Category Archives: Maintenance

Forks Aligned and Back in Action Baby

Correcting Fork AlignmentIn my last update your will have seen I made quite a mess of the Fazer in a little off in the wet. Over the last couple of weeks I’ve had a steady stream of parcels from Fowlers and ebay, containing numerous parts to fix up the bike.

Pictured is one of the last fixes to be done, putting the forks back in alignment. There’s countless methods to do this, but here I’ve opted for the two sticks approach, where their length exaggerates any ill alignment, making it easy to correct by eye alone.  The basic  approach is to slacken off all the bolts South of the top fork clamp yoke, realign the forks, then tighten it all up again.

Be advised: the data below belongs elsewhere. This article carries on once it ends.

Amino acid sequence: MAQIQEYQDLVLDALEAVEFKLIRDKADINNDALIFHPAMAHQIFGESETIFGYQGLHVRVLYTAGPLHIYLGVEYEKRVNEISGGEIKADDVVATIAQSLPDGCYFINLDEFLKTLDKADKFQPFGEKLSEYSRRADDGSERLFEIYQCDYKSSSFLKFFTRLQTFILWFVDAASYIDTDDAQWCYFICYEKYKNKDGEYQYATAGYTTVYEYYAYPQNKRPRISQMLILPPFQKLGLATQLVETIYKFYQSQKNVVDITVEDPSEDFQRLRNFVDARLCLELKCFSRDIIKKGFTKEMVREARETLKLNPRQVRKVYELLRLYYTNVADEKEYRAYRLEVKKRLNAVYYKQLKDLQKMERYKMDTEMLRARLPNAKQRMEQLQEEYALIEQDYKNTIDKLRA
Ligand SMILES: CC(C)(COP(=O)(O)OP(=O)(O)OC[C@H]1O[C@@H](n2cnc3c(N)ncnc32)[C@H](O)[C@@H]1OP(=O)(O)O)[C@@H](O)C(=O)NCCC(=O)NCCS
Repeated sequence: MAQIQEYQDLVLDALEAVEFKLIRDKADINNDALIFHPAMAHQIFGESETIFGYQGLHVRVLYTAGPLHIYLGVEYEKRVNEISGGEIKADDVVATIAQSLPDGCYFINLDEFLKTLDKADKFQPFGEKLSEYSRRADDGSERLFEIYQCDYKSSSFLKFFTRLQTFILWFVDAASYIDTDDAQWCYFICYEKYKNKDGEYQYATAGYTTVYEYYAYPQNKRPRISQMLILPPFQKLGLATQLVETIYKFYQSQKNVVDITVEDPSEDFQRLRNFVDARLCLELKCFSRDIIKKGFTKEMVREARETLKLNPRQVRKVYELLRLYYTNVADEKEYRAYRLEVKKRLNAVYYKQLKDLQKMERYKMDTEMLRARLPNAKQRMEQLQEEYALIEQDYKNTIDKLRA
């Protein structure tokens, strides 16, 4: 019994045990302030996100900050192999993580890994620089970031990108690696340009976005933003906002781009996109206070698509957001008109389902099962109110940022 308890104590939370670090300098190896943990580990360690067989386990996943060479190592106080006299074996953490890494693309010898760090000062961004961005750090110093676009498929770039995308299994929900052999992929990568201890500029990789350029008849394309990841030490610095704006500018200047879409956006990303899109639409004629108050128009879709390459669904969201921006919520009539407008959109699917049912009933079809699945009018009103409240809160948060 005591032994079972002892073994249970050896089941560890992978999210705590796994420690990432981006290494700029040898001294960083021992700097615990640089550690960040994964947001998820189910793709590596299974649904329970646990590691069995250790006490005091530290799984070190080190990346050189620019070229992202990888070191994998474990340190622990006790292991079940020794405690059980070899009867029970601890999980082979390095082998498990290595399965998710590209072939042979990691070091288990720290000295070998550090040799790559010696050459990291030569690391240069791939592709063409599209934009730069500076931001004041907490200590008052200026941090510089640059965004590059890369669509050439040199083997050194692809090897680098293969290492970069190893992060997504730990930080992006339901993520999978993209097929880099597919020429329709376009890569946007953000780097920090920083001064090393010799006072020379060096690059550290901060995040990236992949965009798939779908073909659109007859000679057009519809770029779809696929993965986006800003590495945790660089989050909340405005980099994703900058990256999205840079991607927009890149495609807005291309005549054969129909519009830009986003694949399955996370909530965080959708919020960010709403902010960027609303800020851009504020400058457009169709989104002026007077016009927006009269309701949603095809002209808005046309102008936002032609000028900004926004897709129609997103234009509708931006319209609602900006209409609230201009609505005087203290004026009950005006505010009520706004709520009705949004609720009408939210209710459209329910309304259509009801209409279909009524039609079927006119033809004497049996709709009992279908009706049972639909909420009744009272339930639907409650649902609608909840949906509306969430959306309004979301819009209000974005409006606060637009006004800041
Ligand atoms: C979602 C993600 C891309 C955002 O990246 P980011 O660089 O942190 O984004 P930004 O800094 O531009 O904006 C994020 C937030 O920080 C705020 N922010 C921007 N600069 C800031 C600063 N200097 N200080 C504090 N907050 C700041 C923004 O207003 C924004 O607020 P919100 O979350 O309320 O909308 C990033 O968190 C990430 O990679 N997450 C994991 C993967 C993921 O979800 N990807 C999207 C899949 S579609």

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Downpipe Polish Review: OptiGlanz vs Autosol

Downpipe Cleaner Face Off - OptiGlanz vs AutoSol
OptiGlanz vs AutoSol

The lovely people at LDMotorcycles recently approached me to review some OptiGlanz metal downpipe polish. I took one look at my dirty, discoloured and pretty rough stainless downpipes and said “Yeah, alright then!”

My Fazer has some Motad stainless steel pipes I put on about 1.5 years ago, however my daily commute in all weathers has taken it’s toll. They’re still structurally sound, but cosmetically looking  a bit shabby. Discoloured, covered with ingrained crud and are splattered with spots of solid burnt on crap. Definitely in need of some TLC.

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Servicing Forks Down at OMC